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The scientific information landscape and applications to translational research


Investments made in biomedical and translational research have led to advancements in providing insights into the mechanisms and disease relevant markers that are implicated in human pathologies. This advancement has led to innovative approaches in designing basic research and clinical trial strategies that are more effective in translating the discoveries made at the bench to treatments delivered to the bedside.

In order for these advancements to be truly effective, traditional and coveted research silos should be broken down, making these discoveries more available so they may be shared and leveraged across the biomedical research community. This is expected to require a more open and collaborative environment in which privately and publicly funded researchers, primary investigators and clinicians work together through a knowledge exchange where they share and leverage their collective discoveries and insights in designing new, novel and innovative approaches to treating human diseases.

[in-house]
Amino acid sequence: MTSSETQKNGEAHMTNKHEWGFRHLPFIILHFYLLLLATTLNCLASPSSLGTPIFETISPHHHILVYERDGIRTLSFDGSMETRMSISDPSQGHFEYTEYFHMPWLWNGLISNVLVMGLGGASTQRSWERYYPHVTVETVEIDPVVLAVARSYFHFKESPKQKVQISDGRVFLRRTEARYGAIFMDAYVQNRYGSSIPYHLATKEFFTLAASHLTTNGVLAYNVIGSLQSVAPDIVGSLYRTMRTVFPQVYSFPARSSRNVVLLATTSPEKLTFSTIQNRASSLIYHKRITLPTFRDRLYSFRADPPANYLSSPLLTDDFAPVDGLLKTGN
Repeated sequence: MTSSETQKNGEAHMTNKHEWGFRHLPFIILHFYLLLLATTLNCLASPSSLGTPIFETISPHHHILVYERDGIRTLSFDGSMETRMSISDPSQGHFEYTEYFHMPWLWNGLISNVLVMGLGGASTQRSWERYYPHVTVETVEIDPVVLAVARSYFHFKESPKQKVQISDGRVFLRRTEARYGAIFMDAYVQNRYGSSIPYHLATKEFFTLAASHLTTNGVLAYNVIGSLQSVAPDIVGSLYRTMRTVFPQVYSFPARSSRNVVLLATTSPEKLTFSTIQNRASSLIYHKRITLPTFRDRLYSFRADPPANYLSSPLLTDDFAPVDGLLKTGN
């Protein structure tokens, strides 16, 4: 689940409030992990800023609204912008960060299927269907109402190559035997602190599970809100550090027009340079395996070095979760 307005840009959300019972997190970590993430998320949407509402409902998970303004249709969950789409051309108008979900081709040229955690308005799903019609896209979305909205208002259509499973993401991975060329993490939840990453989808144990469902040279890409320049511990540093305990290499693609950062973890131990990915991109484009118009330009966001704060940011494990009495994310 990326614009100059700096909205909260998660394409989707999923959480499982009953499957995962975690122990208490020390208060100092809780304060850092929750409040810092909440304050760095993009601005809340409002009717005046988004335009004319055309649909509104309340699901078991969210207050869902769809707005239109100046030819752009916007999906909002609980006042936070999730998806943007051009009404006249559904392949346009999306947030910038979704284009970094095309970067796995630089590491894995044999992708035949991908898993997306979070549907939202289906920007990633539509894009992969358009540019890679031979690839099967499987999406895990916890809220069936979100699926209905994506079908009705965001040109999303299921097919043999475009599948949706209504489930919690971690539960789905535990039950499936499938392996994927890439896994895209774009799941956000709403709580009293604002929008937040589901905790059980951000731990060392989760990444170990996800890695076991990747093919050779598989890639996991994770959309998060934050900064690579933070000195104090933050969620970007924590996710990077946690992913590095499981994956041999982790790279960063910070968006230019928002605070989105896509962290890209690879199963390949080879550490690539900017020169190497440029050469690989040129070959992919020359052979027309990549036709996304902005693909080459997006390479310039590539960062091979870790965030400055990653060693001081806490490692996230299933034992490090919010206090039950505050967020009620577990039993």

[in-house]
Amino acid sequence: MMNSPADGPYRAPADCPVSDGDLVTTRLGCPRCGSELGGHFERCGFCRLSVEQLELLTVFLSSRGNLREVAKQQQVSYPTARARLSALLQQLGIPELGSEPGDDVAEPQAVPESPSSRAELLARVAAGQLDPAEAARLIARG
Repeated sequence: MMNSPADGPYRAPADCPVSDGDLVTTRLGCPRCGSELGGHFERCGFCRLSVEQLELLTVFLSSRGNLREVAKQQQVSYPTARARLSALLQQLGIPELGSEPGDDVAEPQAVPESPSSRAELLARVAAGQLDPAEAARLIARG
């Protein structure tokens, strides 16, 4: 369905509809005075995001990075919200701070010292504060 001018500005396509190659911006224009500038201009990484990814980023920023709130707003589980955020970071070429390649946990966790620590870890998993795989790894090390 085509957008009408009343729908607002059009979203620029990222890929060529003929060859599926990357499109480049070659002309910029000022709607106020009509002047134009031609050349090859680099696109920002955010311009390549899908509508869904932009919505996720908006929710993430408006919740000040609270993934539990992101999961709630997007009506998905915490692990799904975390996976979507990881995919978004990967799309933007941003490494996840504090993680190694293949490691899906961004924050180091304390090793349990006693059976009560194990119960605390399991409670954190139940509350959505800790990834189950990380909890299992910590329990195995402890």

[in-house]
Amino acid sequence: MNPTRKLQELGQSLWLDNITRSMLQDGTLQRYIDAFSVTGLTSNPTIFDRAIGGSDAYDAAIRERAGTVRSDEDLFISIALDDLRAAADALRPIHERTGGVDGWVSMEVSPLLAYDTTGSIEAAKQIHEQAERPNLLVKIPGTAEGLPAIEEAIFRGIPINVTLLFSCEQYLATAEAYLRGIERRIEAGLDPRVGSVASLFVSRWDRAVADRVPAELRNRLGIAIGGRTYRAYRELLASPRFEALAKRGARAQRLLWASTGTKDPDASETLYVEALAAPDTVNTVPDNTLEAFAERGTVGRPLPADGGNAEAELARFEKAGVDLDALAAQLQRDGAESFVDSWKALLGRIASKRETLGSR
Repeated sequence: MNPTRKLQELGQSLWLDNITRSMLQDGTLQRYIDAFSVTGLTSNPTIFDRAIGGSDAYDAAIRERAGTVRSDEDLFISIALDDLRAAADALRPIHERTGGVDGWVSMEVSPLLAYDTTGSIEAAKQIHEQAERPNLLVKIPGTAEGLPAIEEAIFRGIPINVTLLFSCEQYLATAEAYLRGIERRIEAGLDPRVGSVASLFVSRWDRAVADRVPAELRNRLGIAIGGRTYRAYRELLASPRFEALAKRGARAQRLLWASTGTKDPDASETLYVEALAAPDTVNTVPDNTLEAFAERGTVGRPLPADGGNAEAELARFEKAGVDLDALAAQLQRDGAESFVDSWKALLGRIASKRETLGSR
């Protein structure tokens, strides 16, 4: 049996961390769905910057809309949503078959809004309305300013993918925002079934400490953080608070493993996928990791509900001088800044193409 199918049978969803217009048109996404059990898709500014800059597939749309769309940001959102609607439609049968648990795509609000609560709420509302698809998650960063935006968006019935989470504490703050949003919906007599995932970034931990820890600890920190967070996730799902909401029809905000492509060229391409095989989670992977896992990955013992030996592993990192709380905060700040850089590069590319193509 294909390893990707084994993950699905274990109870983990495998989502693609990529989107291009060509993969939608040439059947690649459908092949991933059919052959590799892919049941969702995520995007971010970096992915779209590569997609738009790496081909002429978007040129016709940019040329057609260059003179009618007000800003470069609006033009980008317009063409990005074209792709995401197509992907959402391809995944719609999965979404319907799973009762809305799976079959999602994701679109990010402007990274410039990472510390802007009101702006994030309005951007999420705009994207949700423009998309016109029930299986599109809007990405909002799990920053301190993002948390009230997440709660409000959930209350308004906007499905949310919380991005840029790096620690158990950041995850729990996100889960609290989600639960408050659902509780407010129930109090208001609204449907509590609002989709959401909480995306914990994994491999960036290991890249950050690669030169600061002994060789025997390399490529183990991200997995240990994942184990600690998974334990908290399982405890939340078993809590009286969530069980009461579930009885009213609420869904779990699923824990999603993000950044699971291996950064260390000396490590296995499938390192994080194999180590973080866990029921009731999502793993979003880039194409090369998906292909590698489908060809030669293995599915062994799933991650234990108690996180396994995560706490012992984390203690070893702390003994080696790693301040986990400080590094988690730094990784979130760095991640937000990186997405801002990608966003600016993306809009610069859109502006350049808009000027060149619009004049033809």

With the advent of this investment in biomedical research, technologies and collaborative networks comes an explosion of data; data derived from many different sources, structured in distinctly different formats, analysed using different tools and interpreted from different perspectives. A translational research informatics (TRI) strategy can be used to help overcome many of these challenges to help realise the potential this information brings to the advancement of new, novel, safe, effective and innovative treatments for human diseases.

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